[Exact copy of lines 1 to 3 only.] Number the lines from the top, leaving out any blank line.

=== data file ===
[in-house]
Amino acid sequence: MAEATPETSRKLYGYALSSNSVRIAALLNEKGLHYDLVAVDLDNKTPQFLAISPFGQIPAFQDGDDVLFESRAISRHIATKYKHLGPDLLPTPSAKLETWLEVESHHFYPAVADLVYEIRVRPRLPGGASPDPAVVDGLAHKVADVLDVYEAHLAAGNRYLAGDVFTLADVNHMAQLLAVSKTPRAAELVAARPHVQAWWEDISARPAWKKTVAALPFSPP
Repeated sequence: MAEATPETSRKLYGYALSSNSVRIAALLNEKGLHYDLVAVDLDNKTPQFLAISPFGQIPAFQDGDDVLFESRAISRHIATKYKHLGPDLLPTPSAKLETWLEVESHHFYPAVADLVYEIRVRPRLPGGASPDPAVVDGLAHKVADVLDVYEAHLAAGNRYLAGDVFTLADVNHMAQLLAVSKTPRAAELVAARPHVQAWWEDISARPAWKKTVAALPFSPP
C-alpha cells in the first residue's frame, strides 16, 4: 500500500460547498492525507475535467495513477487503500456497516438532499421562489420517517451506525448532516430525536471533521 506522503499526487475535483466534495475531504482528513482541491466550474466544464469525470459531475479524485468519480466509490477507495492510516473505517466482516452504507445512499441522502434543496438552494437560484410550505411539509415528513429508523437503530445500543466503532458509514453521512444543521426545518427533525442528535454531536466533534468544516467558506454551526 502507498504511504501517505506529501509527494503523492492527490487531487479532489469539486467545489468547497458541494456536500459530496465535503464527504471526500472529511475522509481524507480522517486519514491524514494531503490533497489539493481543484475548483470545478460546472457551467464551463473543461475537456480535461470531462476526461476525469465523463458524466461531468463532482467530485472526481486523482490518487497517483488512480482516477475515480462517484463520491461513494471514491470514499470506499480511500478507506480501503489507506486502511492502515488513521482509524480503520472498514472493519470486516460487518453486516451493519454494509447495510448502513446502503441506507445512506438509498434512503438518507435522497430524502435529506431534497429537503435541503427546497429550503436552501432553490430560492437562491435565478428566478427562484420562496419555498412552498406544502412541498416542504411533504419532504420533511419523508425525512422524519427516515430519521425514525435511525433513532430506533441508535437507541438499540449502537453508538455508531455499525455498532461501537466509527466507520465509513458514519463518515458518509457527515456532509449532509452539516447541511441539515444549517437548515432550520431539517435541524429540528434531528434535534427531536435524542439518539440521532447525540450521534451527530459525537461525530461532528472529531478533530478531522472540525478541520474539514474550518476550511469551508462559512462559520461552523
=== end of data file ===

[in-house]
Amino acid sequence: MAEATPETSRKLYGYALSSNSVRIAALLNEKGLHYDLVAVDLDNKTPQFLAISPFGQIPAFQDGDDVLFESRAISRHIATKYKHLGPDLLPTPSAKLETWLEVESHHFYPAVADLVYEIRVRPRLPGGASPDPAVVDGLAHKVADVLDVYEAHLAAGNRYLAGDVFTLADVNHMAQLLAVSKTPRAAELVAARPHVQAWWEDISARPAWKKTVAALPFSPP
Repeated sequence: MAEATPETSRKLYGYALSSNSVRIAALLNEKGLHYDLVAVDLDNKTPQFLAISPFGQIPAFQDGDDVLFESRAISRHIATKYKHLGPDLLPTPSAKLETWLEVESHHFYPAVADLVYEIRVRPRLPGGASPDPAVVDGLAHKVADVLDVYEAHLAAGNRYLAGDVFTLADVNHMAQLLAVSKTPRAAELVAARPHVQAWWEDISARPAWKKTVAALPFSPP